Lorna Crane [lorna54]
What do you do? How do you define yourself as an artist?
As a painter I am defined by my surroundings, the lay of the land and the emotions that are attached to my environment. Time and presence with absence fascinates me and this is what I like to portray in my work. The immediacy of painting is something that is instinctual in me as an artist.
What is your message?
Connect with others that speak the same language. Challenge yourself and allow fear to be a catalyst in the process of making works that are original, defined and shaped by the individual in each artist.
Your biography in four lines.
From the time I could pick up a pencil I have always wanted to draw and be an artist.
Graduating with distinction in the mid '80's my career has seen me traveling to Canada, USA, UK and Europe as a Churchill Fellow and as an exhibiting artist.
Being involved with artist run initiatives has been a common link for me - where I have linked with artists that share a passion and desire to not just create but to push the boundaries with themselves and their community.
Working full time from my studio on the Far South Coast of NSW, Australia is where I continue to exhibit and develop my future bodies of work.
Do you upload your work to the web? If so, where could we see it?
Some of my work is uploaded on facebook. A website is nearly ready and will be up and running by mid year (09). Ivy Hill Gallery, Wapengo has my work on their site too. If my name is googled you can see links to shows etc.
How is an idea born? For you, what is inspiration?
Ideas for me are an essential part of my process of making. A conversation, a place, a feeling can trigger an idea.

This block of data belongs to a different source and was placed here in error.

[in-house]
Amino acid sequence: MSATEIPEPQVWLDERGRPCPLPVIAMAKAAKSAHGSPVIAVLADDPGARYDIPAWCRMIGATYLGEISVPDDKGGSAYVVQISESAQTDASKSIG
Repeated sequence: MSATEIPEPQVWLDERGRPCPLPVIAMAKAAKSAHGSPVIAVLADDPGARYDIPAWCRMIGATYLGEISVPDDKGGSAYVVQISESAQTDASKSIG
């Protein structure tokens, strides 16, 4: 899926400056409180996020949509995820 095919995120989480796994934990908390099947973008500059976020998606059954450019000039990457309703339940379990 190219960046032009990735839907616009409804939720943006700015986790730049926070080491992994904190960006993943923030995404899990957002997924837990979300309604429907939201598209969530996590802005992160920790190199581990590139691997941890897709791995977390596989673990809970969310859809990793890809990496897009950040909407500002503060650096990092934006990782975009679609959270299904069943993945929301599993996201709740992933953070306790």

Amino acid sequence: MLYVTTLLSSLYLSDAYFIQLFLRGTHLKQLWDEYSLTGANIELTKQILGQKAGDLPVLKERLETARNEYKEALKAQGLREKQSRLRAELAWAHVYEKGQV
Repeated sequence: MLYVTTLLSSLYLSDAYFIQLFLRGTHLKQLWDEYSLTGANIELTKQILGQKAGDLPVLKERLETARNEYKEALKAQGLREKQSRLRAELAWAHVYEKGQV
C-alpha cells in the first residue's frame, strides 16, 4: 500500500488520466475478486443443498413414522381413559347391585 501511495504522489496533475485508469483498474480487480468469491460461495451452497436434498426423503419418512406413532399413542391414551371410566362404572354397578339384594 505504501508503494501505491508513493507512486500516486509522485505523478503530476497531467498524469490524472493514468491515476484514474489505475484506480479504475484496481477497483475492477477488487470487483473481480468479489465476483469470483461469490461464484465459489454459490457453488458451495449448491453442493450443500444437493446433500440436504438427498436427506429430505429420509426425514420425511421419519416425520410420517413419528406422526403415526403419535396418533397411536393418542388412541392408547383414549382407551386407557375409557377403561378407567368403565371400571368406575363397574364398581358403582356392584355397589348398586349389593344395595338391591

Landscape and a poetic approach to place is where I like to start.
What role does technology play in your creative process?
Technology is becoming is an integral part of the documentation process. But it is much more than that over that recently. I have just purchased an apple MacBook, digital camera and camcorder to record my work, events and work on a blogspot whilst at an artists residency. The references have offered an immediacy and a tool that has enhanced the way I work, document and think about my work.
What is art?
It is instinctual, evocative, and comes from that primal place within a person that calls themselves an artist. Art makes people think and documents our time and place. Without art in the world there would be no soul.
When do you get your best ideas?
Talking to myself, listening to my dreams and then starting to work in the studio.
How do you evaluate whether an idea is good or not?
All ideas can take you to different places. Some can get you straight there and others are stepping stones to other places.
Three creative ideas that you would have liked to have created?
Well I could say -
But there are just so many creative ideas out there that how can you name three only.
When and how did you begin to see yourself as an artist?
For as long as I can remember - the first time I picked up a pencil, traced outlines on my mothers mantlepiece (and got into big trouble as it was red pencil), won my first colouring-in competition and deciding to go to art school.